Though the Academy of Motion Picture Arts and Sciences claim that the Oscars honor the best of the year, we all know that there are always worthy films and performances that end up getting overlooked. Sometimes, it’s because the competition too fierce. Sometimes, it’s because the film itself was too controversial. Often, it’s just a case of a film’s quality not being fully recognized until years after its initial released. This series of reviews takes a look at the films and performances that should have been nominated but were, for whatever reason, overlooked. These are the Unnominated.
The 1971 anti-war film, Johnny Got His Gun, tells the story of Joe Bonham (played by Timothy Bottoms). When America enters World War I, Joe enlists in the Army. He leaves behind his small-town life. He leaves behind his patriotic father (Jason Robards) and his loving girlfriend (Kathy Fields). As he leaves, everyone tells him that he is doing the right thing to protect democracy. Joe’s a hero!
Joe expects war to be a glorious affair, one that will make a true man out of him. Instead, he’s hit by an artillery shell while huddled in a muddy trench. Though he survives the explosion, he loses his arms and his legs. He loses his face. He’s taken to a field hospital, where the doctors say that, though he’s alive, he’s incapable of feeling or thinking. He’s left alone in a room and is occasionally checked on by a sympathetic nurse (Diane Varsi).
The doctors are wrong. Joe can think. Even if he can’t see where he is now, he can still remember the life that he once had and the events that led him to the hospital. The film switches back and forth, from the black-and-white imagery of the hospital to the vivid color of Joe’s memories and fantasies. In his mind, Joe remembers his father, who encouraged him to go to war and perhaps was not the all-knowing figure that Joe originally assumed him to be. (The film makes good use of Jason Robards’s natural gravitas. Like Joe, the viewer initially assumes that Robards is correct about everything.) Joe also imagines several conversations with Jesus (a stoned-looking Donald Sutherland), who turns out to be surprisingly mellow and not always particularly helpful. Jesus suggest that Joe may just be naturally unlucky and he also suggests that Joe perhaps keep his distance from him because, sometimes, bad luck can rub off. Joe, meanwhile, wonders if he could be used as a traveling exhibit to portray the futility of war. When Joe finally realizes that a nurse has been checking on him, he tries to figure out a way to send a message to both her and the military that is keeping him alive in his captive state. S.O.S. …. help me….
Johnny Got His Gun is based on a novel by Dalton Trumbo. The novel was first published in 1939, at a time when the debate over whether the the U.S. should get involved in another war in Europe was running high. At the time, Trumbo was a Stalinist who opposed getting involved because Germany and Russia had signed a non-aggression pact. After the Germans invaded Russia in 1941, Trumbo and his publishers suspended reprinting of the book until the war was over with. Needless to say, this was all brought up in the 50s, when Trumbo was one of the more prominent writers to be blacklisted during the Red Scare. On the one hand, Dalton Trumbo does sound like he was more than a bit of a useful idiot for the Stalinists. On the other hand, if you’re going to suspend the printing of your anti-war polemic, it should definitely be because you want to help defeat the Nazis. In the end, what really matters is that Johnny Got His Gun is an undeniably well-written and effective book, one that works because it eschews the vapid sloganeering that one finds in so many works of left-wing literature and instead focuses on the emotions and thoughts of one human being.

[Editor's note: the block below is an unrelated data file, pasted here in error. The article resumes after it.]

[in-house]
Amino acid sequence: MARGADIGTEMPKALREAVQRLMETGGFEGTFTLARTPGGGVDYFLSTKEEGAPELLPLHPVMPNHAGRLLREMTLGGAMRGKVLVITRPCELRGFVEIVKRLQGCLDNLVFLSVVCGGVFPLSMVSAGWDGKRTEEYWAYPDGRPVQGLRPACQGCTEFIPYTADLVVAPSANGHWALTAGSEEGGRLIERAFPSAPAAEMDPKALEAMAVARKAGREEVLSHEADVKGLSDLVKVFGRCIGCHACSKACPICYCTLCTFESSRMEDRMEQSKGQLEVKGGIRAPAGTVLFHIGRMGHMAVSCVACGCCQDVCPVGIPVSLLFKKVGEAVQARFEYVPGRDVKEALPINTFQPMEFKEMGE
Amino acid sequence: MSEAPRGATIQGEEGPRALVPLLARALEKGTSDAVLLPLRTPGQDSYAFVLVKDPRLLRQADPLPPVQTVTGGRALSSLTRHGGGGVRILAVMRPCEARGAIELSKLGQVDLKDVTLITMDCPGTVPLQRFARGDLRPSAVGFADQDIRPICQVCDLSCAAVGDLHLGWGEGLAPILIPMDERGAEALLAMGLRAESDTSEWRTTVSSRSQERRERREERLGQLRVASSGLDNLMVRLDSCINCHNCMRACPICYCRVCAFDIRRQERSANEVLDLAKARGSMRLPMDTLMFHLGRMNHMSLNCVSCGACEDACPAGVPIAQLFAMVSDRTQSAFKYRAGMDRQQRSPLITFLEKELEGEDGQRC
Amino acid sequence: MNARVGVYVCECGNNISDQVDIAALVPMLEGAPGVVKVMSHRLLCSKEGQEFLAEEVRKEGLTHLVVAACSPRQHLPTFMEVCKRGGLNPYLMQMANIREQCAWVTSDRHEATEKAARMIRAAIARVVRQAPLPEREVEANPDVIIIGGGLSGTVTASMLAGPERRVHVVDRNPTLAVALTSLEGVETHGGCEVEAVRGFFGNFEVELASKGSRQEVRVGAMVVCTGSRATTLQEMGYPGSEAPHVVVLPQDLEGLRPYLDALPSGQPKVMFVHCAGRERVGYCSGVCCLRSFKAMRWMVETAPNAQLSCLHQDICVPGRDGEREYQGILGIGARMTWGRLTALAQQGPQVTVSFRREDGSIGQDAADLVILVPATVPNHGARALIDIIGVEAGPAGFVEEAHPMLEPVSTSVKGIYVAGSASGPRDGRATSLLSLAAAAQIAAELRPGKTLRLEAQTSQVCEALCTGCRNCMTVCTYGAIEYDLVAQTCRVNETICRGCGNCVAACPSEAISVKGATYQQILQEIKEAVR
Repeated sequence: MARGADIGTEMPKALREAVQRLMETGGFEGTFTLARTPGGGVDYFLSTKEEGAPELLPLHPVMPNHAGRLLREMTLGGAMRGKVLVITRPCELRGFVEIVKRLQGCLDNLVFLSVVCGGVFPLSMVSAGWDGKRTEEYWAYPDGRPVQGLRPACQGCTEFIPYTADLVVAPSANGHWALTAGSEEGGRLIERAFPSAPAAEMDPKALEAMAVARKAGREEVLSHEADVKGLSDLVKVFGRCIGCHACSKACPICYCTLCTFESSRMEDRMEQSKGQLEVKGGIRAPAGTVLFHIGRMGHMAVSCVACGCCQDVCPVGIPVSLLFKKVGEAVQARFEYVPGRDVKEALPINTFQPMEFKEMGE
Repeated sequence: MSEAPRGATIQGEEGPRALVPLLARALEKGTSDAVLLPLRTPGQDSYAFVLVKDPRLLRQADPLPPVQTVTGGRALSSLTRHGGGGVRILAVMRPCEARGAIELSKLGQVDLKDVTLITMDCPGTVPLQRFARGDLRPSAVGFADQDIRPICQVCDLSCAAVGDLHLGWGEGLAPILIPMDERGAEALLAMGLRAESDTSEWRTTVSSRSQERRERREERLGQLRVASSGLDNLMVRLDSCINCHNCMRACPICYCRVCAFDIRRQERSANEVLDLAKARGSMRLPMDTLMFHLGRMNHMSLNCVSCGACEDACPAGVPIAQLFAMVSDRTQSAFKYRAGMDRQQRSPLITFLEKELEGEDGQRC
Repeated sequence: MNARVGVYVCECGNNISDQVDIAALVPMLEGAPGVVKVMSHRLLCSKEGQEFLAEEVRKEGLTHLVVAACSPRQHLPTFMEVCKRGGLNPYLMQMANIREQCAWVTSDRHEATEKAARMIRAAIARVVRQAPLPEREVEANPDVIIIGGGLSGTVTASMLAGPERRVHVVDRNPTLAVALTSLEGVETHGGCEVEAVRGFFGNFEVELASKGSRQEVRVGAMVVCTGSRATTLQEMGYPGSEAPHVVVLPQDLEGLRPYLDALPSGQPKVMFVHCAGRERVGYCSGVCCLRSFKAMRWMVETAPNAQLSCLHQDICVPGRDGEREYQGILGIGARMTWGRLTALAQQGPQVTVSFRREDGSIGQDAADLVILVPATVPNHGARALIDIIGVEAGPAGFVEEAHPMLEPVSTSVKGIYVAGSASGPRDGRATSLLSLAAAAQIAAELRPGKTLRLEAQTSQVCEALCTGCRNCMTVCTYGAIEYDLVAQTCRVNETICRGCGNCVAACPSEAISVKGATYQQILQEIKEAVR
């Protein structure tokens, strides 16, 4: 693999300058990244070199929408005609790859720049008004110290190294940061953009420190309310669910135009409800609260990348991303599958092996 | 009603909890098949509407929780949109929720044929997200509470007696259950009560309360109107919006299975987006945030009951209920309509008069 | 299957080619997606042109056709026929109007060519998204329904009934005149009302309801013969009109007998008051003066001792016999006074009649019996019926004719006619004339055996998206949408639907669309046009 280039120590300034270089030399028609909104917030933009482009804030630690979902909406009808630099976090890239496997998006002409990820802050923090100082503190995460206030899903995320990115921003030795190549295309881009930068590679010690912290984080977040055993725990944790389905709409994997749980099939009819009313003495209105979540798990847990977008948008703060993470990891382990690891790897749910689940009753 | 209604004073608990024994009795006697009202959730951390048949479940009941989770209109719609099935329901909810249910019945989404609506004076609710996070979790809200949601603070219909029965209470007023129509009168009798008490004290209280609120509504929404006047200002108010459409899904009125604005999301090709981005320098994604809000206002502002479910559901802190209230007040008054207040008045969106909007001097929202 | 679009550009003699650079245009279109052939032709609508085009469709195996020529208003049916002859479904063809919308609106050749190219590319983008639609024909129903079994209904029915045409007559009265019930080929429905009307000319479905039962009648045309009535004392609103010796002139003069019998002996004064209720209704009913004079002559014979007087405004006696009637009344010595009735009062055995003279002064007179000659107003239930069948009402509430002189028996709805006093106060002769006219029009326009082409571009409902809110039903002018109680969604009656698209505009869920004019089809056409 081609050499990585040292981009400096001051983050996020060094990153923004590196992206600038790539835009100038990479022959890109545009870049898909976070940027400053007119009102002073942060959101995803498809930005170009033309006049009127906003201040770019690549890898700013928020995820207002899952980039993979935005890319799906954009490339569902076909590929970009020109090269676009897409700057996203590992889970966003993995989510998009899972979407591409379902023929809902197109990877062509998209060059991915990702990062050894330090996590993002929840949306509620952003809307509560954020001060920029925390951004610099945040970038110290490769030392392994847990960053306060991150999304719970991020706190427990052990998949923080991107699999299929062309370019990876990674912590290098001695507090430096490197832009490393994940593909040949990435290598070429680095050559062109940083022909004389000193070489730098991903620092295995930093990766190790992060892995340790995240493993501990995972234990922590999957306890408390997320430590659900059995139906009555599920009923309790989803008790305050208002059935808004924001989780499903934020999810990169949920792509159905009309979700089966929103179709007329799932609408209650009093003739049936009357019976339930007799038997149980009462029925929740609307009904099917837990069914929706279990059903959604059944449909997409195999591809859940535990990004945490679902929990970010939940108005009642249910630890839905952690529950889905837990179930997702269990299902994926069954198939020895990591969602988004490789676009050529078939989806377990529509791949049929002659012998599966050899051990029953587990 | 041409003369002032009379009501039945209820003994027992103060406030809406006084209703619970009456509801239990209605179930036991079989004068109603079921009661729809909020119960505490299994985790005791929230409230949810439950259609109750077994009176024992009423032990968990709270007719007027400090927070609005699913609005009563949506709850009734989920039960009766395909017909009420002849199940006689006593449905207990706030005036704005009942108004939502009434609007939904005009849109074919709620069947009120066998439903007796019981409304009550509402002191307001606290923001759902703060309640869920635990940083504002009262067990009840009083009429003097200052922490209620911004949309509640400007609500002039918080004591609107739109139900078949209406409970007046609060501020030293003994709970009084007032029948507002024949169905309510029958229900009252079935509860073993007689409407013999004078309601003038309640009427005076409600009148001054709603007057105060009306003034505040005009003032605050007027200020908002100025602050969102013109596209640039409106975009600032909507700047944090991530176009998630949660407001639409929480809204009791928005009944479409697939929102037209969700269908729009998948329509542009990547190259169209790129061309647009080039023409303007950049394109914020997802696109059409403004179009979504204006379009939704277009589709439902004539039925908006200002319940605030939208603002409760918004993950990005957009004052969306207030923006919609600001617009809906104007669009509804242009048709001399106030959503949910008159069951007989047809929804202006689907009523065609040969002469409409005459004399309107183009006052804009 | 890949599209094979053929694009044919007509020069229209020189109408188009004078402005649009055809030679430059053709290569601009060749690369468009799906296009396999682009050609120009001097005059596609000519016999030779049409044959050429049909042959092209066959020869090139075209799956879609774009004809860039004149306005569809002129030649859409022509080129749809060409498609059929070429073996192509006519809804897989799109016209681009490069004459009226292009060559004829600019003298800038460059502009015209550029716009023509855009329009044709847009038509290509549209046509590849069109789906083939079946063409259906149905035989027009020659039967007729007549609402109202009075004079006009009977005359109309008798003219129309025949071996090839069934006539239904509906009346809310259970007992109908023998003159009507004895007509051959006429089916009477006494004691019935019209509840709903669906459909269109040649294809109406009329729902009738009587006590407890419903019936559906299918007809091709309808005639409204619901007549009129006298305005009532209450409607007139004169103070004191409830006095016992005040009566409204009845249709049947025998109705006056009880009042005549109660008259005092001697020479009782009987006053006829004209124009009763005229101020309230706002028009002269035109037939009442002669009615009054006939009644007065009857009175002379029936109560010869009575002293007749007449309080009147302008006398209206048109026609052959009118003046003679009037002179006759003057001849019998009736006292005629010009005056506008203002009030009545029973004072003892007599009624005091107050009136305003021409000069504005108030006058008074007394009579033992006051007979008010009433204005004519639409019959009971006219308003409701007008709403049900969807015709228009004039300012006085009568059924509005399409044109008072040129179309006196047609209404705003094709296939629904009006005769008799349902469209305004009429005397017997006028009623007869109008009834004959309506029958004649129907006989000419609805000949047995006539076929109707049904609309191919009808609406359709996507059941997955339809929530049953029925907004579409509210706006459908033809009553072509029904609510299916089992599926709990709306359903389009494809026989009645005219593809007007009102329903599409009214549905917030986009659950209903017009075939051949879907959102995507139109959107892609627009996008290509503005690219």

The book was later rediscovered by the anti-war protestors of the 60s, which led to Dalton Trumbo directing a film adaptation. The film is a bit uneven. Dalton Trumbo was 65 years old when he directed the film and there are a few moments, especially in the scenes with Sutherland as Jesus, where he seems like he’s trying a bit too hard to duplicate the younger directors who were a part of the anti-war moment. However, the scenes in the military hospital are undeniably moving. The hospital scenes are shot in a noirish black-and-white and they effectively capture the stark horror of Joe’s situation. Left alone in his dark and shadowy room, Joe becomes the perfect symbol for all the war-related horrors that people choose to ignore. He becomes the embodiment of what war does to those who are scarred, both physically and mentally, by it. The scenes where Diane Varsi realizes that Joe is aware of what’s happened to him and that he can still feel are powerful and emotional. In fact, they work so well that it’s hard not to wish that the film could have done away with the fantasies and the flashbacks, despite the fact that Timothy Bottoms gives an appealing performance as the young and idealistic Joe.
Johnny Got His Gun didn’t receive any Oscar nominations. Should it have? The 1971 Best Picture line-up was a strong one, with the exception of Nicholas and Alexandra. Johnny Got His Gun was definitely superior to Nicholas and Alexandra. However, Dirty Harry is definitely superior to Johnny Got His Gun. (For that matter, Two-Lane Blacktop also came out in 1971 as well.) But, even if Johnny Got His Gun didn’t deserve to be one of the five Best Picture nominees, it did deserve some consideration for its cinematography and Diane Varsi’s performance. If the flashbacks and the fantasies were handled a bit more effectively, I would suggest that Jason Robards and Timothy Bottoms were worthy of consideration as well.
In conclusion, I should that 1971 was a good year for Timothy Bottoms. Not only did he star in this film but he was also the star of The Last Picture Show.
Previous entries in The Unnominated: